What does it mean to speak the truth in love?

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Find out how to build the body of God up with your words.

In Ephesians 4:15 Paul uses the phrase, “speaking the truth in love”. But what exactly does he mean by that?

Today, I’m going to introduce you to three Christians who get ‘speaking the truth in love’ wrong … then let you know what Paul really had in mind when he wrote those famous words. 

Let’s start with the truth-bomber…

The truth bomber


Dave, your friend from youth group, has started to hang out with a bit of a rough crowd. In his new group of friends, people are always putting each other down. They say they’re just joking but you worry it gets too personal.  These days when Dave comes to youth, he starts putting others down and they get hurt.
 
You decide to ‘speak the truth in love’ and confront Dave. He needs to hear a truth-bomb. 

You say to Dave, “You’re turning into such a bad guy Dave. Whenever you hang out with that crowd you come back to youth group being a real jerk. Stop hanging out with them.” 

Is this really speaking the truth in love?

The wrong context confronter


You’re at school. At lunchtime you hear someone you don’t know say that they were watching some sexually explicit videos. You think they might be a Christian. 

In any case, you know that God hates those types of videos. So, you go up to them and decide to ‘speak the truth in love’. 

You say, “Hey, I heard you’ve been watching porn. You shouldn’t do that. It’s sinful.” Then you walk off. 

Is this speaking the truth in love? 

The over–accepter


You’re talking to a new friend at youth group, her name is Jane. You want her to fit in. You want her to feel like she is accepted at youth. 

Jane asks if it matters if she lies to her parents about whether she’s done her homework. You think that it’s not okay to lie… but you don’t want to offend her, and you want her to feel accepted into Christian community. 

So, you decide to tell her the truth in a loving way and say … ‘Yeah, I guess not, but I dunno for sure … maybe it’s not a big deal.’ 

Is this speaking the truth in love?

The truth bomber, the wrong context confronter and the over–accepter all have it wrong. They represent three pretty common mistakes that Christians make.   

The problem with the truth bomber

The truth bomber believes they are always in the right.

He/she knows the truth and won’t let anything get in the way of it coming out. Didn’t Jesus drop truth-bombs on the Pharisees?

The problem is, the truth bomber has no love. They’re like a noisy gong (1 Corinthians 13:1) ringing out. 

Consider our friend Dave. He might be pushed away by the aggression of the truth bomber. The truth bomber might be right, but that doesn’t mean he can be so rude to Dave.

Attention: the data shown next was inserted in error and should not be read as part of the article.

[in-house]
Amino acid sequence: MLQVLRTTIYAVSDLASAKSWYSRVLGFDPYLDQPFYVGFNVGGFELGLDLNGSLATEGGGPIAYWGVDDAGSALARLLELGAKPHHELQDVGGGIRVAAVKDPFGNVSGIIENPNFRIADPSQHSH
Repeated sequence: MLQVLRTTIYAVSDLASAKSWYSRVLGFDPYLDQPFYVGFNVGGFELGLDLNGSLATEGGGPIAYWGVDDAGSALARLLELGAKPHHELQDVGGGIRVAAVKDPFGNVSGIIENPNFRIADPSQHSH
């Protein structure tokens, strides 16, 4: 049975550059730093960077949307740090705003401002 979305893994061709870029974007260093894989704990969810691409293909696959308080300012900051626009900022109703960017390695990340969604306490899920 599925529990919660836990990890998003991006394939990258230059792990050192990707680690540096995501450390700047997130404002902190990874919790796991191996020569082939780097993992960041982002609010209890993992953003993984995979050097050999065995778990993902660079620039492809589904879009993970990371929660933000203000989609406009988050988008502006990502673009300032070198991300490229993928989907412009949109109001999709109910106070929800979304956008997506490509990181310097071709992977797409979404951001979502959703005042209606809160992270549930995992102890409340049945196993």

The problem with the wrong context confronter

The wrong context confronter is good friends with the truth bomber. This person knows the truth but is not at all loving in the way they share it. 

In our example, the wrong context confronter doesn’t even know the person they’re speaking to. If they were a Christian friend, maybe it would be appropriate to confront that person. But definitely not without having a relationship with them.

The wrong context confronter is known to have massive arguments online with people they don’t know. The wrong context confronter needs to learn to have face to face private conversations. 

The problem with the over–accepter 

The over–accepter is the opposite of the truth bomber. The over-accepter is very caring and wants all people to be welcomed. But, the over–accepter often ends up not confronting anyone on anything. 

Remember the relationship between Jane and the over–accepter?

It seemed like Jane wanted to hear what our over–accepter genuinely thinks. But because of the over–accepter’s fears, neither party heard or listened to the truth. 

So what does it really mean to ‘speak the truth in love’?

When thinking about “speaking the truth in love” we need to make sure we’re checking what the Bible has to say. 

Ephesians 4:15: Rather, speaking the truth in love, we are to grow up in every way into him who is the head, into Christ.

  • Speaking the truth in love should help us grow into Christ. The context around these verses are a call to be unified in the body of Christ. To not fall down to temptation. 
  • Speaking the truth in love will only ever confront when it also seeks to unify. 
  • Speaking the truth in love is not a call to tell those outside of the church how to live.
  • Speaking the truth in love ultimately points people to Jesus. 

If your words aren’t encouraging people to grow up into Christ, you’re not speaking the truth in love. 

Living this out

Ask yourself, am I a truth bomber? Am I a wrong-context confronter? Am I an over–accepter?

Ask God for clarity. Then, pray that you would think before you speak. Pray that you would point people to grow into Christ. 

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